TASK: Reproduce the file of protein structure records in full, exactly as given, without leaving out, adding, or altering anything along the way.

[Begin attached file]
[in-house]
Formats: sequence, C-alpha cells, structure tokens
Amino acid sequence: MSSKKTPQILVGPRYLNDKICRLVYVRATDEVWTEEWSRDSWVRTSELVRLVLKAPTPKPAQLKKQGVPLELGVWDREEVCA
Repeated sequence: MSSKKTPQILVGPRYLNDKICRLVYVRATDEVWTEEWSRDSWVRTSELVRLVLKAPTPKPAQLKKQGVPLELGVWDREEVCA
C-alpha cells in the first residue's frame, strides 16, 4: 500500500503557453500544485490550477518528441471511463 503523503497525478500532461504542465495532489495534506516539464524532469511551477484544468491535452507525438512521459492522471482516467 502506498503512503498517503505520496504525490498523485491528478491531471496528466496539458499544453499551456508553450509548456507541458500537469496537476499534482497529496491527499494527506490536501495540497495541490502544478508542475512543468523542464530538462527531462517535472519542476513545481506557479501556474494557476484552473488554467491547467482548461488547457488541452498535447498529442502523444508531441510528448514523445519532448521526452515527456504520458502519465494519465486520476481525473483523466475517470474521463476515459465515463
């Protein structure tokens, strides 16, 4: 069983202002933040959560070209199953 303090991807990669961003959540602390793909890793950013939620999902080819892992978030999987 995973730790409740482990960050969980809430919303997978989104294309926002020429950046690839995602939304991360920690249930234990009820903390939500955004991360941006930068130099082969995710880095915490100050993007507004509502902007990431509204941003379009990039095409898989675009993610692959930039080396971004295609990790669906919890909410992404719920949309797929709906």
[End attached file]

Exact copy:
[in-house]
Formats: sequence, C-alpha cells, structure tokens
Amino acid sequence: MSSKKTPQILVGPRYLNDKICRLVYVRATDEVWTEEWSRDSWVRTSELVRLVLKAPTPKPAQLKKQGVPLELGVWDREEVCA
Repeated sequence: MSSKKTPQILVGPRYLNDKICRLVYVRATDEVWTEEWSRDSWVRTSELVRLVLKAPTPKPAQLKKQGVPLELGVWDREEVCA
C-alpha cells in the first residue's frame, strides 16, 4: 500500500503557453500544485490550477518528441471511463 503523503497525478500532461504542465495532489495534506516539464524532469511551477484544468491535452507525438512521459492522471482516467 502506498503512503498517503505520496504525490498523485491528478491531471496528466496539458499544453499551456508553450509548456507541458500537469496537476499534482497529496491527499494527506490536501495540497495541490502544478508542475512543468523542464530538462527531462517535472519542476513545481506557479501556474494557476484552473488554467491547467482548461488547457488541452498535447498529442502523444508531441510528448514523445519532448521526452515527456504520458502519465494519465486520476481525473483523466475517470474521463476515459465515463
């Protein structure tokens, strides 16, 4: 069983202002933040959560070209199953 303090991807990669961003959540602390793909890793950013939620999902080819892992978030999987 995973730790409740482990960050969980809430919303997978989104294309926002020429950046690839995602939304991360920690249930234990009820903390939500955004991360941006930068130099082969995710880095915490100050993007507004509502902007990431509204941003379009990039095409898989675009993610692959930039080396971004295609990790669906919890909410992404719920949309797929709906």